Free Country
Last Visible Dog

ambiguity can make meaning. Consider Davenport’s Free Country. The album’s title opens to several interpretations, and by triangulating them, one gets a far better sense of the group and its intentions than by any single definition. Interpreted as a noun unit, ala free jazz, “free country” acts as a succinct, if reductive, description of Davenport’s sound. But perhaps the words are an imperative, a blunt demand that country music be redeemed and rescued from its current status as cash cow and ideological puppet. Then again, in the more direct connotation, “free country” represents the land that fostered the spirit of experimentation feeding the Davenport project. Even this interpretation becomes problematic when one considers the revolutionary spirit that drove the words to public consciousness. Perhaps both music and title serve as a subtle reprimand to the restrictions of the current regime or, more broadly, civil society. Contemporary folk music, in its striving for a pristine past, certainly has its political implications.

These answers aren’t right, nor are they answers, but the questions they pose echo throughout Free Country. The traditional violin motifs and mewing vocal stylings of several tracks suggest a serious if not altogether amicable relationship with Golden-era country; the sprawling, eclectic nature of the album point to an environment of extreme liberty; and the raw, ferocious spirit of the recording betrays a radical fervor. Taken together, one begins to approach the dust-strewn, acid-laced sonics of Davenport.

To flog the horse one last time, one sure thing can be said about the title: it’s been used before on a CDR on Foxglove. The material from that recording surfaces here as well, along with a wealth tracks culled from five years of recording. When all is said and done, Free Country (in its new incarnation) collects seventy minutes of material spanning the band’s entire discography. Many, including myself, take pause at the bulk of the endeavor, but it does have its advantages—the most obvious being the fact that the disc is crammed with music, most of which warranted the reissue.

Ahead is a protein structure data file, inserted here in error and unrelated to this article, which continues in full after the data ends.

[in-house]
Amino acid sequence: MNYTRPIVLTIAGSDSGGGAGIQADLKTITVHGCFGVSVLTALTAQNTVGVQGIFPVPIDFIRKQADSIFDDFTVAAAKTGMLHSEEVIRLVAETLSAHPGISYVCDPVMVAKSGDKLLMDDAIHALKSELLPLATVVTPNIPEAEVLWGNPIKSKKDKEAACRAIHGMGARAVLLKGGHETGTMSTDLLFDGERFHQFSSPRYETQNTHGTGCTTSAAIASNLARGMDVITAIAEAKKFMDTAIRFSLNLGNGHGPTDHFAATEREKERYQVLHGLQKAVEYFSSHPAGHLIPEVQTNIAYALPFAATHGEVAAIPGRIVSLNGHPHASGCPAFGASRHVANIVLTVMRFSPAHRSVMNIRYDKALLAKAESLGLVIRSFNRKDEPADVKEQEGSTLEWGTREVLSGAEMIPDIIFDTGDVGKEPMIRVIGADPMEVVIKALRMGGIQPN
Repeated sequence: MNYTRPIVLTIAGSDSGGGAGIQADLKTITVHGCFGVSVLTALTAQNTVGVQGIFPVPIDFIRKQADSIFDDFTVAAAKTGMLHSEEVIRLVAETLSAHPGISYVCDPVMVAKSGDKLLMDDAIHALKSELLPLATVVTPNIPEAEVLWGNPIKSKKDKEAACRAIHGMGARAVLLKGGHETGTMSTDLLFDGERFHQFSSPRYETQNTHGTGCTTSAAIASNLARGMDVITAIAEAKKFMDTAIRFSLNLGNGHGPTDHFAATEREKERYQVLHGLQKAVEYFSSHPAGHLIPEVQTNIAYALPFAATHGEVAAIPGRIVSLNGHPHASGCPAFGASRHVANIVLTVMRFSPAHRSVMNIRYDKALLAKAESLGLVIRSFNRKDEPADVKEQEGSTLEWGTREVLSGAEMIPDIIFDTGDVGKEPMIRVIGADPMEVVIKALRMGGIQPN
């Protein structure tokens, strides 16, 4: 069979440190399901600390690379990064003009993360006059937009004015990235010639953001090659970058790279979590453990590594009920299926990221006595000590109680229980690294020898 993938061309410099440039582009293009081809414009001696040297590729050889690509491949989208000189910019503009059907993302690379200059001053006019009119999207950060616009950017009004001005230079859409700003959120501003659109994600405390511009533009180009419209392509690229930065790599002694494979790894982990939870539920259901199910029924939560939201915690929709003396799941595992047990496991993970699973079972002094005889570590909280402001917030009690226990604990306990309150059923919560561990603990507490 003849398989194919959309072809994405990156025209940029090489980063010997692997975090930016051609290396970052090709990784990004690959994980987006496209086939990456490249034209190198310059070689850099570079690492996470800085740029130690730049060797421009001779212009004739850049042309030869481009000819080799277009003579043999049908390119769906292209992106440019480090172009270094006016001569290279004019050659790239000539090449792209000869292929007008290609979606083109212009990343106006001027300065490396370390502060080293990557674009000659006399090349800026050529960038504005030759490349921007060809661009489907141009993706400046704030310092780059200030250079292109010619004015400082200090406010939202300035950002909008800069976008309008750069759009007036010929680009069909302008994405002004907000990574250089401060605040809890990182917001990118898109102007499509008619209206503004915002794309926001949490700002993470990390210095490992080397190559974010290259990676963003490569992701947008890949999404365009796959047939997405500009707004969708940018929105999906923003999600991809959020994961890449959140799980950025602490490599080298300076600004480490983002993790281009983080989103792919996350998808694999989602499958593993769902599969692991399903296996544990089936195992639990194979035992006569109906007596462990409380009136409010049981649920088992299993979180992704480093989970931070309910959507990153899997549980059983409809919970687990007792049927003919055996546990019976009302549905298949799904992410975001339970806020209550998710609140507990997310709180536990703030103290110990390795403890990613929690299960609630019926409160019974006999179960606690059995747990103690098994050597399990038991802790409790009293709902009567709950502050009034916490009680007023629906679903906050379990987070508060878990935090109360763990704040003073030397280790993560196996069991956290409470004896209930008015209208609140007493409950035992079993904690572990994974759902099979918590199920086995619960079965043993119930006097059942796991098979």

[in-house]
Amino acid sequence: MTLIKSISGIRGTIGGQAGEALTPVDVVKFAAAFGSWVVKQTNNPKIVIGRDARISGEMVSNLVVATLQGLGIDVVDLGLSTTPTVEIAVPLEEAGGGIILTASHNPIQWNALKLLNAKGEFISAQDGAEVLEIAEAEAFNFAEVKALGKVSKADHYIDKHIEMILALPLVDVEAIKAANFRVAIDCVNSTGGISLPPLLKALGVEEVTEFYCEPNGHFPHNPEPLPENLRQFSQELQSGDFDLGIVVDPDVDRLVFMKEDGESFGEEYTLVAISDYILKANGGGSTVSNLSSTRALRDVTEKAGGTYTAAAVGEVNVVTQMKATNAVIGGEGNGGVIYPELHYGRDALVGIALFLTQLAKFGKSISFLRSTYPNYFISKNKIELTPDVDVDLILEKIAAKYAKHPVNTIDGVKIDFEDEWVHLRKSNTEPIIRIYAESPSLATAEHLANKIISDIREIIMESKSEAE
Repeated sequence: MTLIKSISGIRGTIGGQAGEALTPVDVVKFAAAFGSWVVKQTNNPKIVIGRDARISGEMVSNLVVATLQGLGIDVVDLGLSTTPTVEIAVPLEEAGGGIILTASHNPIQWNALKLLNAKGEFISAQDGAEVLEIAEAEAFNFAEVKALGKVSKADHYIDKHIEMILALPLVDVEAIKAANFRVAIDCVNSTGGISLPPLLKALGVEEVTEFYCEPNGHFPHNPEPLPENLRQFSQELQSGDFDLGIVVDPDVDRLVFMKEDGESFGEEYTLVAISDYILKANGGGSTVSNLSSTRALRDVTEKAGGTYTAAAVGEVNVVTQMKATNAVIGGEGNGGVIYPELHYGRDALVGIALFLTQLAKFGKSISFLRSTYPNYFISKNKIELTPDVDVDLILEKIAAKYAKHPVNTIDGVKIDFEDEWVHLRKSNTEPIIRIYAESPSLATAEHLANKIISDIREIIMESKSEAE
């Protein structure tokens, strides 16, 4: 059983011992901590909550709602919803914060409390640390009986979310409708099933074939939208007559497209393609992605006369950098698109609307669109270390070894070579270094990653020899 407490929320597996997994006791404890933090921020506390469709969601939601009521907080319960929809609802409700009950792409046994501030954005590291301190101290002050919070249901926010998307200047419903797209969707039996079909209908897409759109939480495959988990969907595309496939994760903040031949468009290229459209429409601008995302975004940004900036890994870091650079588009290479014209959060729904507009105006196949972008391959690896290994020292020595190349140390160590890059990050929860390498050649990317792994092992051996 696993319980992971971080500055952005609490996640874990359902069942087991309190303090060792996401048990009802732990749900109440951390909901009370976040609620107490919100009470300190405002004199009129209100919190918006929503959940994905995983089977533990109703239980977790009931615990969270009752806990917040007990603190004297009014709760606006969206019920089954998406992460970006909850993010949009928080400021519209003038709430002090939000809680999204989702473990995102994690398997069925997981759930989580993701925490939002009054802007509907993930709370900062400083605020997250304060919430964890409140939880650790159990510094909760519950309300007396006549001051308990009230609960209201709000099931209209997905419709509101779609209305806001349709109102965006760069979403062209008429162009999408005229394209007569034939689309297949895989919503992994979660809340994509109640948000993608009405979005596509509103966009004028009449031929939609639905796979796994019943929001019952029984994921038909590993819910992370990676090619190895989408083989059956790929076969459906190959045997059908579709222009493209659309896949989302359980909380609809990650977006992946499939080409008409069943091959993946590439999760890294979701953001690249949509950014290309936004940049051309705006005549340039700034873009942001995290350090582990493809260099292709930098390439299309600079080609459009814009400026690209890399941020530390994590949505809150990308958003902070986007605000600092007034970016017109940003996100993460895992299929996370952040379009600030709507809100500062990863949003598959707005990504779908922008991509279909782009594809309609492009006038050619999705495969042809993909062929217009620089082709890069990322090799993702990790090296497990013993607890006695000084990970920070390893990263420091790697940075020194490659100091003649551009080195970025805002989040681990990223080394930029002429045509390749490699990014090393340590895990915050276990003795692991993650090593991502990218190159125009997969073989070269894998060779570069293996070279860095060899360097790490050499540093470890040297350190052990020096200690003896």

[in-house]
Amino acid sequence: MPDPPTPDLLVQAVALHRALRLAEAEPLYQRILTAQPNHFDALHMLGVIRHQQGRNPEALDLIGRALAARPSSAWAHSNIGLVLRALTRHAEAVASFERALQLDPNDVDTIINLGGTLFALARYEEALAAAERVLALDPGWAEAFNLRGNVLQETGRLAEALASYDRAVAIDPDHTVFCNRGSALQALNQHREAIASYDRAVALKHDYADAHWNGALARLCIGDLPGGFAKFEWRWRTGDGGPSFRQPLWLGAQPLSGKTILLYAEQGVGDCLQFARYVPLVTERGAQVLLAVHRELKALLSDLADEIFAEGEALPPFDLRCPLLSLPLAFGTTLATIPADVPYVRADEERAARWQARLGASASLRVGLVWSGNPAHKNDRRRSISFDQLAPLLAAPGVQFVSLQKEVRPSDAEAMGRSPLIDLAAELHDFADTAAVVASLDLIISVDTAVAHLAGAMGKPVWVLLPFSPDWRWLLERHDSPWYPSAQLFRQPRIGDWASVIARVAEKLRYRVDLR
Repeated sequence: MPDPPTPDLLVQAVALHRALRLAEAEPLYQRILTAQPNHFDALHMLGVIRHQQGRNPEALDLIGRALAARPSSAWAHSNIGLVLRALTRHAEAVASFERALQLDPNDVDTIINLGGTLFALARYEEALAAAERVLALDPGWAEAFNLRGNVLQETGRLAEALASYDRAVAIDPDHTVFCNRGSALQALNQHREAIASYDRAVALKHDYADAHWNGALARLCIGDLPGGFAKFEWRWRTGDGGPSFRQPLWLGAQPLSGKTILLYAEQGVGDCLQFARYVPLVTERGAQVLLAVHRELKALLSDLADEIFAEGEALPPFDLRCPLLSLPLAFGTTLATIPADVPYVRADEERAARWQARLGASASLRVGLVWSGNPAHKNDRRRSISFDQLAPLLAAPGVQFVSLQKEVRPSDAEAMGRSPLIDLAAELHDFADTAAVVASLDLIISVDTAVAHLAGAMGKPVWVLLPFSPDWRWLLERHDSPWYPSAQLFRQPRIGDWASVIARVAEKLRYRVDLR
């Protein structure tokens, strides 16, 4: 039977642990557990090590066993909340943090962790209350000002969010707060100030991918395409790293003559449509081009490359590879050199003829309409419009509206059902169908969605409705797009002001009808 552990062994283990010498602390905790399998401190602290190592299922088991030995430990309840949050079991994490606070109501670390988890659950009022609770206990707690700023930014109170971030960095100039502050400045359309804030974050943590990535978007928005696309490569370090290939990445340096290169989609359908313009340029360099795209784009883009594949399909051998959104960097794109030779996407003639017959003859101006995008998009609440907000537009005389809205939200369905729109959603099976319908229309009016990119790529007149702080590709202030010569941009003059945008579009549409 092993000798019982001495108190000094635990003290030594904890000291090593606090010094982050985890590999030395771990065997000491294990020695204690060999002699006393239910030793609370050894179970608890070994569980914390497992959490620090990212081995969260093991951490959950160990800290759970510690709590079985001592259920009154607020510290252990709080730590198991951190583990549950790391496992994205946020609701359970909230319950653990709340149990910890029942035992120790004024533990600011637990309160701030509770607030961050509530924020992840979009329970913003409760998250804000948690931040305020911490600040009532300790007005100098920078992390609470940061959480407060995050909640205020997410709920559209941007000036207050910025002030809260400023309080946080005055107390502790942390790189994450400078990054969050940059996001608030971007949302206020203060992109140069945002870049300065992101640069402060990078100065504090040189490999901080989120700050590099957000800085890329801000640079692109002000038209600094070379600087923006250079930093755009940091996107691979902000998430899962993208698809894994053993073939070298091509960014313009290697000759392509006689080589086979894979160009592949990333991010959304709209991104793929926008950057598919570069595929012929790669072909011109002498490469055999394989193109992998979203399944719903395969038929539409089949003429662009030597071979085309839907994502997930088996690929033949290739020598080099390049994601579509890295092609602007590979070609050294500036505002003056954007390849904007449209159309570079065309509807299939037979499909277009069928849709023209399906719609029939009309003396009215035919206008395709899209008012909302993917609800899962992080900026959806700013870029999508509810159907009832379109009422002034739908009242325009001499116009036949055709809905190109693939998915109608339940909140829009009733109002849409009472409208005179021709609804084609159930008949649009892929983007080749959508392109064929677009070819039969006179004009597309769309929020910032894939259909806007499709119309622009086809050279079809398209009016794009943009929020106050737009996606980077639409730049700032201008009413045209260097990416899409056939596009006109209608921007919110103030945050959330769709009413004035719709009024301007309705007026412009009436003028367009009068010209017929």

Of the ten tracks, seven should definitely remain, and were those seven the whole of the album, Free Country would be Davenport’s best record. “Joy! By Numerals Act” starts as cracked earth, before budding into a bounty of twinkles, slow-rustle critter percussion, and slack-jaw drones, all encircled by dead blues guitar and anchored by a somber vocal sample. “Thou Shalt Be Waking” is a clap-along drugged-choral number, featuring a host of slurred voices struggling to keep up with Nico Kain’s plaintive violin, an urgent guitar and bare sticks clacking a relentless beat. That the voices often fail, fall out of synch, or lapse into mumbling only enhances the reality of the song.

These two would represent the accessible side of the Davenport catalogue. Rest assured, the esoteric arrives in abundance. “Psychedelic Underground” (a nod to people like me who have nothing better to say about tracks such as these) gathers all the sweetness of said scene—the crying-on-the-fret electric guitar lines, space-making atmospherics, and a gorgeous lap steel/ electronics dialogue—into a grand, efficient ten-minute piece. “Hymn to a Broken Neck Bone,” though somewhat monochromatic in its dull drone, evolves into an unexpectedly spare drum and sock-muffled vocal exercise.

“Hymn” arrives smack in the center of the album’s worst stretch. Davenport loads all the questionable material into the album’s middle, making the listener work for the riches at the end. “Free Country” itself becomes freedom run amok, the players following private paths with little communication between them. “The Fool’s Organ” is a head-scratching drum machine and field recording one-off, bearing little relation to the rest of Davenport’s discography, while the curious hiss of “The Crowned and Conquering Children Dirt Pour” will likely slip past unnoticed on the way to the remarkable “Taking on the Rails.”

These unnecessary inclusions pad the length of an already meaty work. Last Visible Dog usually errs on the side of excess, assuming that most buyers prefer glut to scarcity and are capable of reducing a mammoth album to a manageable list of favorites. That philosophy pays off on Free Country, at the expense of a potentially classic album.

Reviewed by: Bryan Berge
Reviewed on: 2006-03-02
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